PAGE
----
Captain Recovery and the Dry Drunk

Captain Recovery and the Dry Drunk

Men of Israel, why do you wonder at this, or why do you stare at us, as though by our own power or piety we have made him walk? Acts 3:12

I write often of my personal responsibility in recovery. There was a time when I just sat back, prayed for God to change me, and refused to do anything. My refusal to change led me only to further disaster. I began to recover only when I began to follow God’s command to daily seek his way instead of mine.

My thoughts and my writing reflect this in that I often speak of what it is that I must do. In doing so, I sometimes take it in the wrong direction and begin to think that I do it all. My ego likes to take credit for success. Look what I’ve done. I was a mess, but now I’ve recovered. It was a lot of hard work, but I’m really quite amazing.

The problem of course, is that in this condition, I’m completely focused on me. When I begin to think of myself as Captain Recovery – when I think that I’ve done it all – I forget to point my life at God. I celebrate all that I’ve accomplished and then, I look down at my life, realizing that even though I’m sober, I’m still following me and my way. This is what AA calls a dry drunk – someone who isn’t intoxicated on chemicals, but is still hopelessly self-centered. In this condition, I’m more lost than when I was using. At least when I was using, I knew I needed to change.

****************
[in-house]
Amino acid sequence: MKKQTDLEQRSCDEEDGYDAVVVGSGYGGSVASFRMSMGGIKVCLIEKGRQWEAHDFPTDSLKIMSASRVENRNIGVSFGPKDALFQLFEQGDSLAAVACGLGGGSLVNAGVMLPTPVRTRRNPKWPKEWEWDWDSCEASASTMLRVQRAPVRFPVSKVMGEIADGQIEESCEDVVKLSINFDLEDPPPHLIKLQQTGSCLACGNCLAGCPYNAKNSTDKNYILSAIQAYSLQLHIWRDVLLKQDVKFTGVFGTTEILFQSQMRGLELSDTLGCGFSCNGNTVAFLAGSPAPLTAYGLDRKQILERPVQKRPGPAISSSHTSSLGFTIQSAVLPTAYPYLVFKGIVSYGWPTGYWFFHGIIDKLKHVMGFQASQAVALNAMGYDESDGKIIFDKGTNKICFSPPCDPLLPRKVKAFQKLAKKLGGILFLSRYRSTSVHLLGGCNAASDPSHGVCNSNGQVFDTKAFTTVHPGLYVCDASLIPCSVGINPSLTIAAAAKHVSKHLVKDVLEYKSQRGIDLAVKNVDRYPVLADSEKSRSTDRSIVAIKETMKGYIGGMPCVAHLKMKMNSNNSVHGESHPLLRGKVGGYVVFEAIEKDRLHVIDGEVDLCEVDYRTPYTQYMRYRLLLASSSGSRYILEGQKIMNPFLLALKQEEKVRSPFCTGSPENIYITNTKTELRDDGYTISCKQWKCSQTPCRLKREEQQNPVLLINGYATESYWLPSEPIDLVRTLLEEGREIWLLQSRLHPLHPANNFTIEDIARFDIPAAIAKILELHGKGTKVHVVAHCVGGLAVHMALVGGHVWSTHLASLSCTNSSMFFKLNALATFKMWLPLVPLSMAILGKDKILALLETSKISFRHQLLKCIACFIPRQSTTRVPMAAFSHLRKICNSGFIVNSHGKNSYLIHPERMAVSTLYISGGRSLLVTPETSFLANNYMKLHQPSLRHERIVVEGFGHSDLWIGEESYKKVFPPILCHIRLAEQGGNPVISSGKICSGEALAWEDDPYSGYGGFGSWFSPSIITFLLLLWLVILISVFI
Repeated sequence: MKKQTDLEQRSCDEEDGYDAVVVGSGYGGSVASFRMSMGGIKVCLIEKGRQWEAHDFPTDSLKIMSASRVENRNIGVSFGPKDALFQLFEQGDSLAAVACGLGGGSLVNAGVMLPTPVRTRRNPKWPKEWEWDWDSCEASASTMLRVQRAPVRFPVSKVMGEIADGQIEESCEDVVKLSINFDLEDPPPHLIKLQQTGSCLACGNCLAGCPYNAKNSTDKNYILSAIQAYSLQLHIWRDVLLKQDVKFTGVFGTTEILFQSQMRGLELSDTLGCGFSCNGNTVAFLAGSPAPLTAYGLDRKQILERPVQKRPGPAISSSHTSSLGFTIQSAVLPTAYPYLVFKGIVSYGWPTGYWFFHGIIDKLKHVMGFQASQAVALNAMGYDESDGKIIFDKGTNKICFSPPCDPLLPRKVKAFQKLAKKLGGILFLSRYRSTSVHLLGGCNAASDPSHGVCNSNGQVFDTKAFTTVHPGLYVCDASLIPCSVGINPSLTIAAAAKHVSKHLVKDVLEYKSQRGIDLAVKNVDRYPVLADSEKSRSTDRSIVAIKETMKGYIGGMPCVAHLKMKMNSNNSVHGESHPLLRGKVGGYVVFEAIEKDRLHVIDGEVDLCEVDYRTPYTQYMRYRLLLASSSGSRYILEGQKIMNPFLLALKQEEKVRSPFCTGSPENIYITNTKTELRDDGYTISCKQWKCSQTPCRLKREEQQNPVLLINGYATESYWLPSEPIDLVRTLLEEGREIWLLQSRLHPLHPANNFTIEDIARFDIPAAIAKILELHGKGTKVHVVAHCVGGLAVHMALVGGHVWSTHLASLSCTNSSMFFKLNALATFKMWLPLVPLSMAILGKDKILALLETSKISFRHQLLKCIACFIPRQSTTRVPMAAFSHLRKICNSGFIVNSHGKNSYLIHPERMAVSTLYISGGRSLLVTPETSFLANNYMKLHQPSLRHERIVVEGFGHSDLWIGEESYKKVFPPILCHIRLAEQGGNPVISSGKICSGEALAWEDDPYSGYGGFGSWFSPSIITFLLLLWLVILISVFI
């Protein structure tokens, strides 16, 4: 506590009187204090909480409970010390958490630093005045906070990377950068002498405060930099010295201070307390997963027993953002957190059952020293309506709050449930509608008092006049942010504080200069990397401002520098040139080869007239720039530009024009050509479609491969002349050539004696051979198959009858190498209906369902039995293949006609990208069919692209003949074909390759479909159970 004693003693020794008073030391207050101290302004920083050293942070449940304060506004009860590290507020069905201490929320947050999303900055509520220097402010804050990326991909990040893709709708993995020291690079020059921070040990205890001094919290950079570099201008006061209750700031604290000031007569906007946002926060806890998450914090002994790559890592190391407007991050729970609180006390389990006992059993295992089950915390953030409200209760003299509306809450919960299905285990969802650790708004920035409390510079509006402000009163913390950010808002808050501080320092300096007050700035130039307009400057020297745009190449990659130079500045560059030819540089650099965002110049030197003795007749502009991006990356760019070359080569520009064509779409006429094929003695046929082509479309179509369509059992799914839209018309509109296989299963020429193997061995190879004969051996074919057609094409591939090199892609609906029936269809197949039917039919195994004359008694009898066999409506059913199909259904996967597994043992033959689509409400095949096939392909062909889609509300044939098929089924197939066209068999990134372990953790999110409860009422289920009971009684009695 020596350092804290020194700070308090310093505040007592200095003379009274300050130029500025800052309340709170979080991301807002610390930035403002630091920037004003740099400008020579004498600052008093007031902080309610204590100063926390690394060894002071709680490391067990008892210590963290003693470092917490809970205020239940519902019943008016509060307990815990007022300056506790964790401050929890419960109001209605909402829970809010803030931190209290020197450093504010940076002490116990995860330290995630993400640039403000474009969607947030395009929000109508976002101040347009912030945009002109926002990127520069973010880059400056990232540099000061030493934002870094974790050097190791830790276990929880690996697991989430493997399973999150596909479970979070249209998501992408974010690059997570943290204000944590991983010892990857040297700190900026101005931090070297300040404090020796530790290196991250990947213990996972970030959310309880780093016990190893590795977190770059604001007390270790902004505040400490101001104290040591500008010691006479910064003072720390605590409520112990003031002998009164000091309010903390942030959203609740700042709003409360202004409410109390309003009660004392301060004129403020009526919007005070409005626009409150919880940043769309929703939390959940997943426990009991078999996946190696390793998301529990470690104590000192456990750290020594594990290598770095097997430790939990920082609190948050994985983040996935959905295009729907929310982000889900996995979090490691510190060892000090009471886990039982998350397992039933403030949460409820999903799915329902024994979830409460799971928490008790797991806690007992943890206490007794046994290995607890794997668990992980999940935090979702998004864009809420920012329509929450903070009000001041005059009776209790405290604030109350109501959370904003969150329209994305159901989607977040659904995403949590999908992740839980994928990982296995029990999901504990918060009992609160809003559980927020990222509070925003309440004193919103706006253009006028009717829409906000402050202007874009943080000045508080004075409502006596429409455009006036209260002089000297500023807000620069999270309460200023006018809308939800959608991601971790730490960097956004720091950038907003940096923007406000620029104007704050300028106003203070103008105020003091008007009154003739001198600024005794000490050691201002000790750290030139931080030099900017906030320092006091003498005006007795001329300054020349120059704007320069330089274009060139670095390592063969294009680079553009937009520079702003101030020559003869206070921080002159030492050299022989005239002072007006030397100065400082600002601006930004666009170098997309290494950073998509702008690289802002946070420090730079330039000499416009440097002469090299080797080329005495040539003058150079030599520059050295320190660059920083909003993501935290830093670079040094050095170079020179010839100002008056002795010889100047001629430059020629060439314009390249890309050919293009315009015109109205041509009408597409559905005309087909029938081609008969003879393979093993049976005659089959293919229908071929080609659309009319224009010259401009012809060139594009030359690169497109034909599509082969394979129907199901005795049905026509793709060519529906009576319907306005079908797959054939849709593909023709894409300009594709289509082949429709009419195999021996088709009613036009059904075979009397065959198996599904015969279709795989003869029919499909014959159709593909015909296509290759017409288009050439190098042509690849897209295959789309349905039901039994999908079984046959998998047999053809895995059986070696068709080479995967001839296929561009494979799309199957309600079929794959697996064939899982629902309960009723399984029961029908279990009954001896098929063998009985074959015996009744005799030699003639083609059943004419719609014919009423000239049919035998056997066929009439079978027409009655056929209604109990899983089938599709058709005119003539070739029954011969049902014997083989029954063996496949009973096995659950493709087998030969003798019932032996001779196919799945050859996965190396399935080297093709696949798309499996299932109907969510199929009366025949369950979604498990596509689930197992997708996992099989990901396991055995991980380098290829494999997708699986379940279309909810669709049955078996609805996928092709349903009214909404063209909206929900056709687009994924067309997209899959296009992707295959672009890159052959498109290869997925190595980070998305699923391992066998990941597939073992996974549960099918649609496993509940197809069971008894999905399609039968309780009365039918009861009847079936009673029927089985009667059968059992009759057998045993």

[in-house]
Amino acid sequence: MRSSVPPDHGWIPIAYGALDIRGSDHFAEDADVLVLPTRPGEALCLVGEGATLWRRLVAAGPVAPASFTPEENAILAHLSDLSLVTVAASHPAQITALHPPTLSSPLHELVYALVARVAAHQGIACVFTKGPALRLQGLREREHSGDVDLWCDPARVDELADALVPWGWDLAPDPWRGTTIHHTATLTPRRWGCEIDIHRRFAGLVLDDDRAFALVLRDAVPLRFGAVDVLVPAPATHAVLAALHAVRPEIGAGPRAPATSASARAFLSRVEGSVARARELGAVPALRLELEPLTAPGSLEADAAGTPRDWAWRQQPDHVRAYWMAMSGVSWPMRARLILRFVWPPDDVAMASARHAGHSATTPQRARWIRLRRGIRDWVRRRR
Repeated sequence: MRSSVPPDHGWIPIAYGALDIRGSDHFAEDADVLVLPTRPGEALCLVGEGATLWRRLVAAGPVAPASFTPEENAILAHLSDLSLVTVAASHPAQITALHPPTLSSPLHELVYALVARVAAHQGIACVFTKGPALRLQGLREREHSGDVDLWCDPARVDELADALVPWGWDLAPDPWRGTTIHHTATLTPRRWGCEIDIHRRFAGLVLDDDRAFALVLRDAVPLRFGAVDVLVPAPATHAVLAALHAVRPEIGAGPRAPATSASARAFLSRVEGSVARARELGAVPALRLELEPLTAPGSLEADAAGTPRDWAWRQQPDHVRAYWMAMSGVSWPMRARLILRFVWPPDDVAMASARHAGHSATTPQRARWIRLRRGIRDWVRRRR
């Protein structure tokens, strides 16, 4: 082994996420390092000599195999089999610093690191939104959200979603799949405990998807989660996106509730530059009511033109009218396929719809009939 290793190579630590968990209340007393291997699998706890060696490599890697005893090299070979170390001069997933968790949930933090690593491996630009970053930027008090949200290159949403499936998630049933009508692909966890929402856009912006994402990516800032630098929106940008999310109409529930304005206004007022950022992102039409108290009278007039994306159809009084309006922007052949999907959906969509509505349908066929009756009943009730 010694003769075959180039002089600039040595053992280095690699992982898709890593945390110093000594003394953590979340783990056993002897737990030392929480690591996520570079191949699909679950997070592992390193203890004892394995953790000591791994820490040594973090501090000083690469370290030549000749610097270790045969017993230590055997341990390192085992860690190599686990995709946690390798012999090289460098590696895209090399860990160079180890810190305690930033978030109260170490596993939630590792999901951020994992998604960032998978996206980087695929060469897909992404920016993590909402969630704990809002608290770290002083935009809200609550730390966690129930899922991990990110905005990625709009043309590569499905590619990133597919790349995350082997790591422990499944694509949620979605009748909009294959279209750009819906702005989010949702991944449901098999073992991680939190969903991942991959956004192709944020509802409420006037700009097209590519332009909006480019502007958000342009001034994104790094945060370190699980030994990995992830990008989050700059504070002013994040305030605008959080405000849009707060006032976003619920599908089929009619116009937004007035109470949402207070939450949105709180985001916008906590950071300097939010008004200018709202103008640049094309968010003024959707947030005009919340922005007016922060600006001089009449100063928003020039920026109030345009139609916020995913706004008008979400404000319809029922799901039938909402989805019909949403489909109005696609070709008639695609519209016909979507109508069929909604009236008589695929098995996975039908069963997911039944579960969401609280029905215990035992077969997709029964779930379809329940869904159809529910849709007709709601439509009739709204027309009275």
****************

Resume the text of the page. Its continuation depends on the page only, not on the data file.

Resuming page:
Today’s passage reveals the solution to this condition. In the story, Peter and John met a lame man whom God healed through the disciples. Those who witnessed the transformation looked in awe at Peter and John. Peter could have taken credit, but then he would have turned from God’s path. Instead, he gave credit to God, the one who had actually performed the miracle.

This is what I must continually do. Though I do bear some responsibility in my recovery, it is only because God first reached out to me and continues to work in me, that I remain on the right path. Whenever I become Captain Recovery, taking credit, I again become that dry drunk, sober, but tragically self-centered. God has transformed my life. Now, it is my responsibility to tell others, not only about what God has asked me to do, but also what he has done for me.

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